Acunote (YC W11) launches project management for software teams of 2 to 10,000 with a live Gmail-like interface

“On time and under budget” is manna from heaven for project managers the world over, but unfortunately for most of them, those working on the projects and those commissioning them, it’s not often the case. Now, a Y Combinator alum (Winter 2011 class) called Acunote is launching a new project management system that wants to change that — by offering a platform to help people manage their tasks better.

With real time updates and a simple interface that bears a loose resemblance to Google’s Gmail, Acunote is making it a lot easier and quicker for people to update what is going on (and what is not) in a project. And it’s setting its sights on taking that to the next level with features to make it much more collaborative.

Acunote is formally launching now, but it’s actually been operating quietly for much longer, and already has an impressive list of clients on the platform. They include IBM, Fujitsu, VMWare, Eclipse, HP, EMC, Disney, Bump, Bank of America, and the FCC, who use Acunote to improve communication around assigning, organizing and completing tasks. That not only helps people work more efficiently — but it helps manage expectations for teams of workers when projects do hit a snag and get delayed.

Gleb Arshinov, the founder and CEO of Acunote, tells me that customer feedback so far has focused on how quick it is to use Acunote. Keyboard shortcuts and the simple interface, he says, makes it virtually “as fast as the speed of thought”.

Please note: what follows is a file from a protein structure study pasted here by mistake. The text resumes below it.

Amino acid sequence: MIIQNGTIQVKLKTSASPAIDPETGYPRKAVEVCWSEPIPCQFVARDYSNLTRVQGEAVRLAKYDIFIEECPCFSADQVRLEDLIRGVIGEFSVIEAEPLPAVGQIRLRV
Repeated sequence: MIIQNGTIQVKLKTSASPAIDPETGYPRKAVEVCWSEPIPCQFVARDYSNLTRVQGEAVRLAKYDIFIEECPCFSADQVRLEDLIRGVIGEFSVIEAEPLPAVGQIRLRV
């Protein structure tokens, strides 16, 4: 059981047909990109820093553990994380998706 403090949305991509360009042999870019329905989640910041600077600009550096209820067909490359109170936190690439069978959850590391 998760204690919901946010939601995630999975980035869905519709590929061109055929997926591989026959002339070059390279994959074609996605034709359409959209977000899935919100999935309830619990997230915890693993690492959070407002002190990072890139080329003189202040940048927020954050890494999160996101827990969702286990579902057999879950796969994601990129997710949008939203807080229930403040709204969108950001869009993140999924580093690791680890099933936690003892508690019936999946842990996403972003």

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Sendhub (YC W12) adds voice calls and voicemail - now the easiest way to get an extra phone number for your business

SendHub, the messaging startup that allows businesses to communicate with customers through SMS, is expanding its service today to include support for voice calls and voicemail. These new features put SendHub in more direct competition with Google Voice, as users will now be able to use their SendHub phone numbers to both make and receive phones calls, while keeping their personal cell numbers private. Although the company only has an iPhone application and online service currently, these voice calls can be initiated and received on any device that supports messaging – even on feature phones.

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Clever (YC S12) launches a Twilio for education data

We’re all a bit tired of the “X is Twilio for Y” brand of analogies (though it’s refreshing to see more of Twilio in this equation than Airbnb these days), but if ever there were an industry in need of some modern, standardizing APIs it would be education. Thankfully, Clever, a San Francisco-based startup and member of Y Combinator’s current batch, is today launching a solution that brings some of the Twilio vision to education.

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Citus Data (YC S11) makes scalable data analytics available to anyone, raises $1.6M from Trinity, others

As companies from small startups to large enterprise continue to generate an ever-increasing amount of data, the demand for affordable and scalable databases also increases. Typically, this market has been the domain of large vendors like Oracle, but besides them and the usual open-source players, we’ve also seen a growing number of closed-source startups enter this space. Citus Data, which is launching version 1.0 of its CitusDB today, is the latest startup to challenge these incumbents.